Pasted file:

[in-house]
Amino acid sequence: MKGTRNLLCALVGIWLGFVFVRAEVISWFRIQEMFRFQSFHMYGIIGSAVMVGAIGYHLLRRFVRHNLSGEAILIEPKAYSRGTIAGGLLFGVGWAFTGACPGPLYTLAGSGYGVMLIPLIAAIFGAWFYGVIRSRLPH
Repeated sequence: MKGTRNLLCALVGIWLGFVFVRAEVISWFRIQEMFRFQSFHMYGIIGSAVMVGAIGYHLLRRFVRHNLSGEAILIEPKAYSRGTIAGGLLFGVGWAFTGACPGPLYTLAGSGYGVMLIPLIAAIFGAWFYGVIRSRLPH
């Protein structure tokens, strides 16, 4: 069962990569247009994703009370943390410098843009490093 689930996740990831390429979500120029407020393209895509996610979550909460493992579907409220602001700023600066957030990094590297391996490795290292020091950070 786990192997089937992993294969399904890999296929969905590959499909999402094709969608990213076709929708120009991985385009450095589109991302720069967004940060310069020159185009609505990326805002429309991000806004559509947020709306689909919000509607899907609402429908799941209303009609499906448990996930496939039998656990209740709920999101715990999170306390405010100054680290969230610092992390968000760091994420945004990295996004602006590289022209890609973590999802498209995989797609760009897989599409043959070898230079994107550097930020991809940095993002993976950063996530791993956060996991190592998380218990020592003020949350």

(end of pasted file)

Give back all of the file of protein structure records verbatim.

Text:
[in-house]
Amino acid sequence: MKGTRNLLCALVGIWLGFVFVRAEVISWFRIQEMFRFQSFHMYGIIGSAVMVGAIGYHLLRRFVRHNLSGEAILIEPKAYSRGTIAGGLLFGVGWAFTGACPGPLYTLAGSGYGVMLIPLIAAIFGAWFYGVIRSRLPH
Repeated sequence: MKGTRNLLCALVGIWLGFVFVRAEVISWFRIQEMFRFQSFHMYGIIGSAVMVGAIGYHLLRRFVRHNLSGEAILIEPKAYSRGTIAGGLLFGVGWAFTGACPGPLYTLAGSGYGVMLIPLIAAIFGAWFYGVIRSRLPH
């Protein structure tokens, strides 16, 4: 069962990569247009994703009370943390410098843009490093 689930996740990831390429979500120029407020393209895509996610979550909460493992579907409220602001700023600066957030990094590297391996490795290292020091950070 786990192997089937992993294969399904890999296929969905590959499909999402094709969608990213076709929708120009991985385009450095589109991302720069967004940060310069020159185009609505990326805002429309991000806004559509947020709306689909919000509607899907609402429908799941209303009609499906448990996930496939039998656990209740709920999101715990999170306390405010100054680290969230610092992390968000760091994420945004990295996004602006590289022209890609973590999802498209995989797609760009897989599409043959070898230079994107550097930020991809940095993002993976950063996530791993956060996991190592998380218990020592003020949350």